Wednesday, November 09, 2005

MU Book Club: Quick Update

by Tom Bozzo

After it suffered a long period of blog-related neglect on the nightstand, I finally finished Thomas Frank's One Market Under God. I won't comment at any length on Frank, other than to suggest that progressive-minded economists and other policy types keep in mind the line — not a bright one at all — beyond which advancing the usefulness of markets where they're appropriate gives way to coming up with sophisticated excuses for rich people to get richer without benefiting society as a whole. (Longer rant averted.)


On that note, I am ready to start piling into the "book club" reading. My habit is to alternate fiction and non-fiction, so I started last night with the opening few pages of Charlie Stross's Accelerando; The Republican War on Science is in the on-deck circle.

Accelerando is a novel describing a possible technological singularity. It opens in a recognizably near-future Amsterdam, introducing Manfred Macx, who makes his living as a "venture altruist," identifying memes, patenting their commercializable aspects, and then assigning the rights to the "Free Intellect Foundation."

From the first few pages, the Accelerando world looks most dystopian in the intellectual property regime. A Russian character who happens to be an artificial intelligence complains about "hav[ing] been badly burned by viral end-user license agreements. Have no desire to experiment with patent shell companies held by Chechen infoterrorists" (p. 5). There are oblique references to a U.S. fiscal implosion, though since Microsoft has been broken up into the "Baby Bills" it can be assumed that George W. Bush was not declared Emperor. Russia has seen a counter-counterrevolution and enjoys "Brezhnevite dirigisme and Putinesque puritanism" (p. 6).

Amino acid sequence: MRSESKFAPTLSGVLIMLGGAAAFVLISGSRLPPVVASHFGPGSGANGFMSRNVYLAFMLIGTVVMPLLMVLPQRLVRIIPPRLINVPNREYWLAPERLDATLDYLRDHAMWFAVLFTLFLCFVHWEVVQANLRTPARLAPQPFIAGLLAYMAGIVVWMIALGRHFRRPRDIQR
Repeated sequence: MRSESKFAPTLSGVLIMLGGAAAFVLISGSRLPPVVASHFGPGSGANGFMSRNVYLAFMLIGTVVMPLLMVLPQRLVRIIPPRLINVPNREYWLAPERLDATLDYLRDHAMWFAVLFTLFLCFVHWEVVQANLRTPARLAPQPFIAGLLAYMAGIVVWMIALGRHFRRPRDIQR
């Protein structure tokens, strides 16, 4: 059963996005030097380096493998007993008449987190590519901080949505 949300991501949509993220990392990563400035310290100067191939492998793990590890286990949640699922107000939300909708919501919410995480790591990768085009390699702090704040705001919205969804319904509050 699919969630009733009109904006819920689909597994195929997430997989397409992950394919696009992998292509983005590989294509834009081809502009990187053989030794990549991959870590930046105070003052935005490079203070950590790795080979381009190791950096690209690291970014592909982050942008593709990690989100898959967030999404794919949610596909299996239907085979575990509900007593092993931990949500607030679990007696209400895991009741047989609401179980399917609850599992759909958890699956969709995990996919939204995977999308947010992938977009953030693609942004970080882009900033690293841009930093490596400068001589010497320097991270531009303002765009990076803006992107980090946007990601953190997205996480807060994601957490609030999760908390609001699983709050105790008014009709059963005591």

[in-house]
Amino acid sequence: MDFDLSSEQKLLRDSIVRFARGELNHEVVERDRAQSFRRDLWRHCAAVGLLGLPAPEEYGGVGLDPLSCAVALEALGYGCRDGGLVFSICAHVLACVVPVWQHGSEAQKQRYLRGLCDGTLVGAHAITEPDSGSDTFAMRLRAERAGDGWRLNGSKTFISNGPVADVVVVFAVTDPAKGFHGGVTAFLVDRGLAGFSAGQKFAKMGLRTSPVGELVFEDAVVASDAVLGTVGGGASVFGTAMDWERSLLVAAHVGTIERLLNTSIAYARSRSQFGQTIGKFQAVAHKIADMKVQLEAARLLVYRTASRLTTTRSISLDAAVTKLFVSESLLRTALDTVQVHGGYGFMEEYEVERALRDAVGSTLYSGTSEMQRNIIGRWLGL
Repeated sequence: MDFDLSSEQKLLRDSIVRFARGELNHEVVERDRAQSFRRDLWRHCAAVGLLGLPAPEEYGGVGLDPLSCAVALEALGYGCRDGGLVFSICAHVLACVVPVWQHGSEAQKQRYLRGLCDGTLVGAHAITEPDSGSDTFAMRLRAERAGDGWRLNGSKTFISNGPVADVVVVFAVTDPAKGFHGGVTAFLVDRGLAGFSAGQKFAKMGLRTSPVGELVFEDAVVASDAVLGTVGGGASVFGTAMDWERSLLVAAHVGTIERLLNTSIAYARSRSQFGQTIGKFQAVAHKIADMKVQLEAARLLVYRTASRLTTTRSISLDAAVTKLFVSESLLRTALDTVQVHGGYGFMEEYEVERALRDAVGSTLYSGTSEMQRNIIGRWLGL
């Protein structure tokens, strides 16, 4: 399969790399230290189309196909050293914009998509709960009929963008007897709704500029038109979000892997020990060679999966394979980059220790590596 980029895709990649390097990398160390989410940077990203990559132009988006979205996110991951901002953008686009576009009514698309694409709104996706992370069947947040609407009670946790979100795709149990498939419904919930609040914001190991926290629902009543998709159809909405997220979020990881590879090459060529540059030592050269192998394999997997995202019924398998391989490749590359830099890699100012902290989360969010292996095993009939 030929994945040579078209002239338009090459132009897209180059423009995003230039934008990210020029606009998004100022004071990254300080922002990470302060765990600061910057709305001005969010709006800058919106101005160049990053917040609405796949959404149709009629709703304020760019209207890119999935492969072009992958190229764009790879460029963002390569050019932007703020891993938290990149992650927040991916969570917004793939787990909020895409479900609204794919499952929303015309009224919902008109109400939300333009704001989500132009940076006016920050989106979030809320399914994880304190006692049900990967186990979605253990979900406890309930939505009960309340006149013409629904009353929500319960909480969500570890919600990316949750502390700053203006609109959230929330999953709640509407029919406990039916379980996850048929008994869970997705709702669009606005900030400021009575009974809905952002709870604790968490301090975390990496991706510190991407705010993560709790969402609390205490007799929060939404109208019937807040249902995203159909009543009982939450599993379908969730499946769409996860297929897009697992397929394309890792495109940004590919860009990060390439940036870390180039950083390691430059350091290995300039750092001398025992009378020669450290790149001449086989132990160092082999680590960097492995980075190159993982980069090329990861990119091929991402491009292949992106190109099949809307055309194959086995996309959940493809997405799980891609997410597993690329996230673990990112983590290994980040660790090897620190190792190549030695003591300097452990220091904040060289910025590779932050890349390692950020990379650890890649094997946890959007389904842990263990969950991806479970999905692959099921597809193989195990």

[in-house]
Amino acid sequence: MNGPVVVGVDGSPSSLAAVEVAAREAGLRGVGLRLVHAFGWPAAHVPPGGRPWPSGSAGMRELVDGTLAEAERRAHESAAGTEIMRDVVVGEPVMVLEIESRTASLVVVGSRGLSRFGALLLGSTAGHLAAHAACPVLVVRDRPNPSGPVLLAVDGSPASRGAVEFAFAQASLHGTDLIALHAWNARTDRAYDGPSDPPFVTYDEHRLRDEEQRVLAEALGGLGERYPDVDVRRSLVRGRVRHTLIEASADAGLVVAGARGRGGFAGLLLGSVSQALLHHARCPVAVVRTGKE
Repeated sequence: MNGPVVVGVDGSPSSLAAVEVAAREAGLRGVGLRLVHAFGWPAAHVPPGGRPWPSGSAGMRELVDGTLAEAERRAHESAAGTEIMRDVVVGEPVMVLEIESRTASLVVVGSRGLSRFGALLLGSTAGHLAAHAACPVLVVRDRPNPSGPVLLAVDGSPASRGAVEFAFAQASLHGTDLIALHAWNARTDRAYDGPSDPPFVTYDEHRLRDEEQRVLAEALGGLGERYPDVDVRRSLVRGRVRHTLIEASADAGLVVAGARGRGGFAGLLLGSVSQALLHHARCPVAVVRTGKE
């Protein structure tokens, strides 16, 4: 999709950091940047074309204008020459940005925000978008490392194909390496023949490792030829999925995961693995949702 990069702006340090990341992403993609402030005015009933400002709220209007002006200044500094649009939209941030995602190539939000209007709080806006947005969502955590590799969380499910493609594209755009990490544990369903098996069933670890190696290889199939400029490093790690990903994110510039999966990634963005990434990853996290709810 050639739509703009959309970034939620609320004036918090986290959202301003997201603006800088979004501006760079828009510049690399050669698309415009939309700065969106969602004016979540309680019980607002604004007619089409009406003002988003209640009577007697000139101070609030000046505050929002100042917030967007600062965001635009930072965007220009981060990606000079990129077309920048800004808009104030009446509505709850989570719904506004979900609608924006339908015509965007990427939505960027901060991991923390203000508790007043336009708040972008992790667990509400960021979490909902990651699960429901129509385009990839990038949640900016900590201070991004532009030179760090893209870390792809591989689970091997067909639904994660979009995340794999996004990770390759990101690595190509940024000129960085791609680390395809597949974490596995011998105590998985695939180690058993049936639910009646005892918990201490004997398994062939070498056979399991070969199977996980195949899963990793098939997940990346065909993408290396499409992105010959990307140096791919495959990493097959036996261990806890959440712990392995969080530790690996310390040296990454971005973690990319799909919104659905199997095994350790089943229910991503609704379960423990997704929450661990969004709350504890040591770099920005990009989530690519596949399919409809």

Most of the technological advancement on display is computing-related. Supercomputers are wearably small. AIs can teach themselves English by "Spawn[ing] billion-node neural network, and download[ing] Teletubbies and Sesame Street at maximum speed" (p. 5). There's early research in progress into basic technologies on display in SF set in the 'post-human' era, e.g. "researchers are uploading lobsters into cyberspace... one neuron at a time" (p. 9). Things are bad for legal employment as "the Baby Bills... have automated their legal processes" (p. 9) to stay a step ahead of windfall profits tax demands.

Looks like fun!
I'm not gonna leave you hangin' alone on this one Tom. After reading your post, I immediately trotted over to the university library and returned to my office with Accelerando in hand. I think I was the first person to check it out!
Glad to have you on board, Brayden! IIRC, Drek was interested too, but time constrained.
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